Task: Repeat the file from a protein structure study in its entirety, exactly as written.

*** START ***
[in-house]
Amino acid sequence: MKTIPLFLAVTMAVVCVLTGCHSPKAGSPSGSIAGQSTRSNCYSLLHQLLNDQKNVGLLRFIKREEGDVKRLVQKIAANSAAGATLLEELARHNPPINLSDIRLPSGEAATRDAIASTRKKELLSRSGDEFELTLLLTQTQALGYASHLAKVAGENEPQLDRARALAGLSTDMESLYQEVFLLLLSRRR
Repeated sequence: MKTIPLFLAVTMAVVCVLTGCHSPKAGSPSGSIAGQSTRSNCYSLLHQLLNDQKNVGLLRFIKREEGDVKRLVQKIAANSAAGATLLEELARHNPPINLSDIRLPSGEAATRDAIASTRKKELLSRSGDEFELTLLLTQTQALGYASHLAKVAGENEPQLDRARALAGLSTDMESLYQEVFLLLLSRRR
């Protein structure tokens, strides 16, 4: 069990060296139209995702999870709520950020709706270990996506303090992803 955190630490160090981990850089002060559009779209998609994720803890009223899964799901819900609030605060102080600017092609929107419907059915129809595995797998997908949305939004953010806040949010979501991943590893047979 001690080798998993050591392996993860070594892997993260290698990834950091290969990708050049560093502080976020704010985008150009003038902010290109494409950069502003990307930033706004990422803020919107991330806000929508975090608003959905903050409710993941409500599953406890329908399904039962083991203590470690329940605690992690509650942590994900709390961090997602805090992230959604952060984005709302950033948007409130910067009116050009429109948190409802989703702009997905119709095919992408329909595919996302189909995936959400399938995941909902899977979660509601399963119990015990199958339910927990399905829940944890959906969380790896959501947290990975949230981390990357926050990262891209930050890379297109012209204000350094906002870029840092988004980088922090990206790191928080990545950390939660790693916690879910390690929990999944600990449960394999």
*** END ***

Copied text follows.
[in-house]
Amino acid sequence: MKTIPLFLAVTMAVVCVLTGCHSPKAGSPSGSIAGQSTRSNCYSLLHQLLNDQKNVGLLRFIKREEGDVKRLVQKIAANSAAGATLLEELARHNPPINLSDIRLPSGEAATRDAIASTRKKELLSRSGDEFELTLLLTQTQALGYASHLAKVAGENEPQLDRARALAGLSTDMESLYQEVFLLLLSRRR
Repeated sequence: MKTIPLFLAVTMAVVCVLTGCHSPKAGSPSGSIAGQSTRSNCYSLLHQLLNDQKNVGLLRFIKREEGDVKRLVQKIAANSAAGATLLEELARHNPPINLSDIRLPSGEAATRDAIASTRKKELLSRSGDEFELTLLLTQTQALGYASHLAKVAGENEPQLDRARALAGLSTDMESLYQEVFLLLLSRRR
């Protein structure tokens, strides 16, 4: 069990060296139209995702999870709520950020709706270990996506303090992803 955190630490160090981990850089002060559009779209998609994720803890009223899964799901819900609030605060102080600017092609929107419907059915129809595995797998997908949305939004953010806040949010979501991943590893047979 001690080798998993050591392996993860070594892997993260290698990834950091290969990708050049560093502080976020704010985008150009003038902010290109494409950069502003990307930033706004990422803020919107991330806000929508975090608003959905903050409710993941409500599953406890329908399904039962083991203590470690329940605690992690509650942590994900709390961090997602805090992230959604952060984005709302950033948007409130910067009116050009429109948190409802989703702009997905119709095919992408329909595919996302189909995936959400399938995941909902899977979660509601399963119990015990199958339910927990399905829940944890959906969380790896959501947290990975949230981390990357926050990262891209930050890379297109012209204000350094906002870029840092988004980088922090990206790191928080990545950390939660790693916690879910390690929990999944600990449960394999």